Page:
Friday, April 19, 2013

A Giant Toughness

As it turns out, spirit animals are not a foreign concept to Korea. Talking with MoonSung (again, that's not her name but my native american nickname for her) I found out that it is commonly believed that there are two kinds of women: fox women and bear women.

Fox women are what we would call two-faced: they smile and agree with whatever you say to your face, but as soon as your back is turned, they act and speak according to what they really believe. Fox women are difficult to trust, but they are also more harmonious, usually more pleasing, and in Korea, they are preferred because of those traits.

Bear women, on the other hand, say what they think and don't bother with an official face. They cannot hide their heart if they have an opinion, but barrel forward. Blunt and honest, bear women won't surprise or betray you, but they make for a contentious working atmosphere.

MoonSung and I are both bears, but as an American, my bear-spirit is a strength. For MoonSung, as a Korean office worker, it is considered a fault (at least by her, overly critical high-achiever that she is) and one she wishes desperately to remedy.

That day at work, her bear personality had caused her to save the bacon of those who work in her department at the cost to her own reputation with her boss and her boss' boss.

"But you stood up for your people!" I objected. "You saved them from having to do someone else's work; you stood up for justice!" [I am young. I am naive. I am so American.]
"They don't have power. My boss has power. And he is a fox. I can't trust anyone at work."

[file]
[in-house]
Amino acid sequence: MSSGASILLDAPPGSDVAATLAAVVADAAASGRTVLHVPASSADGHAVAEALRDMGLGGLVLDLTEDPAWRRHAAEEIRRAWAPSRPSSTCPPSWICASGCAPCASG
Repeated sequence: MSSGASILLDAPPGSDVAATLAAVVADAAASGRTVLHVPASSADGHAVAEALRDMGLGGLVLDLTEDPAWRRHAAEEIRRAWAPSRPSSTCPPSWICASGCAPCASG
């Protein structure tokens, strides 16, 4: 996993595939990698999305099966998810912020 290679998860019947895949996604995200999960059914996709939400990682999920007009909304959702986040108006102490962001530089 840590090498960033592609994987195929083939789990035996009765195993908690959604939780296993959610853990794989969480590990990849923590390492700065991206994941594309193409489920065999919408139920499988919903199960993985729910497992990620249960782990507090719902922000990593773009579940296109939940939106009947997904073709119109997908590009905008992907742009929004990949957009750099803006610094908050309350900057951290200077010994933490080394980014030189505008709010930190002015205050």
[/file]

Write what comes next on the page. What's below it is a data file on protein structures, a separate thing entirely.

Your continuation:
A frustrating situation. I like MoonSung because she is a bear - I hate the foxes in Korea - but it does make her life in Korea much more frustrating.

Maybe this is why I took exception to this heart-warming paragraph from one of my boys in composition.

"Sometimes people said I was looked like black pig. Of course I understand about that. Cause I'm fat now. But in my opinion, there something huge animal inside of me. It can hug for lonely people and can be a pillar for people to rest. Usually it is very mild but if someone attacked, it would be giant toughness. A bear . . . an enormous animal which has all harmonies and being inside me."

I apologize up front for not knowing his English name. I forgot to check today in class and only now spent five minute puzzling it out by the writing but, none of the boys in that class if fat. None of them are ugly (though several described themselves thus). None of them looks like a black pig at all.

Celine. My one girl to make the list; Celine is quiet and I absolutely love the idea behind her turtle spirit. Anyone who can convince me it's a positive thing to be a turtle inside deserves chocolate for breakfast lunch and dinner.


Jason. (Class clown. He can make me laugh simply because of how effortlessly he makes others laugh. It's skill.)

Jason made me wait until he was properly posed to take this shot. The thinker. I'm still thinking up a way to get him to do his work in class instead of zoning out.

Tom. (He's been fooling me, for sure. His writing, at least, doesn't seem very lazy or sheep-like.)

Tom, who I call Joe most of the time. He doesn't actually look like Joe at all; I just think he does.
I don't have a picture of El - he's in the theology department and so wasn't at M.T., so here is Jack, our Hamster.

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